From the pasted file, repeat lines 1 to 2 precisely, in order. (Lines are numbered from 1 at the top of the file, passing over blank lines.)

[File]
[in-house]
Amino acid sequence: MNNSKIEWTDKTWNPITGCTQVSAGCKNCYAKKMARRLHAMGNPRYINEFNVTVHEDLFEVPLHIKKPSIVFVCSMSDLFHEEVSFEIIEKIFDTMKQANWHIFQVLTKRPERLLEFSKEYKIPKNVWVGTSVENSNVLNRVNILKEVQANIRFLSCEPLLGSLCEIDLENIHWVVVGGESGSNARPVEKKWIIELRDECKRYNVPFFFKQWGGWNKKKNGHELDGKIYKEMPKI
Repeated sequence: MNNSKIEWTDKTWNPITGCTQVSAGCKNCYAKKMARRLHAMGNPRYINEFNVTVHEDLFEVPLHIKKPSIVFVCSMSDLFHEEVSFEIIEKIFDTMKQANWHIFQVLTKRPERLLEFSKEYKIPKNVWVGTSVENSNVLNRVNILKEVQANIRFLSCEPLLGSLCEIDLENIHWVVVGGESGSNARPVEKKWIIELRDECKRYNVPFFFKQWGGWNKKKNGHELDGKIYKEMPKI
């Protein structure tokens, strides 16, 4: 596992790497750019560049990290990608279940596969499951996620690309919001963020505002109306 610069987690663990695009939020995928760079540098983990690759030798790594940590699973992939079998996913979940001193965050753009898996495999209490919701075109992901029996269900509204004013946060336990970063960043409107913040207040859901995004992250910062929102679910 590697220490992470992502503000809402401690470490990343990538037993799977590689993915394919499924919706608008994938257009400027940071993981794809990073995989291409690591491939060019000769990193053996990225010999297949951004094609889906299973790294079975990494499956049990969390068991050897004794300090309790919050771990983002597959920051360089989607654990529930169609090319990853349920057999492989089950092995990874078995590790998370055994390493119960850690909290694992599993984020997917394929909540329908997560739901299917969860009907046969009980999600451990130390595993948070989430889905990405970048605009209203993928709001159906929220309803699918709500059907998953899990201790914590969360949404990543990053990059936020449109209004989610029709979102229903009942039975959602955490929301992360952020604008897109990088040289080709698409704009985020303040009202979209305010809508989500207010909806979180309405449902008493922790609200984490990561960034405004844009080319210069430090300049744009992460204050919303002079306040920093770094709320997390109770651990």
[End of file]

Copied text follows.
[in-house]
Amino acid sequence: MNNSKIEWTDKTWNPITGCTQVSAGCKNCYAKKMARRLHAMGNPRYINEFNVTVHEDLFEVPLHIKKPSIVFVCSMSDLFHEEVSFEIIEKIFDTMKQANWHIFQVLTKRPERLLEFSKEYKIPKNVWVGTSVENSNVLNRVNILKEVQANIRFLSCEPLLGSLCEIDLENIHWVVVGGESGSNARPVEKKWIIELRDECKRYNVPFFFKQWGGWNKKKNGHELDGKIYKEMPKI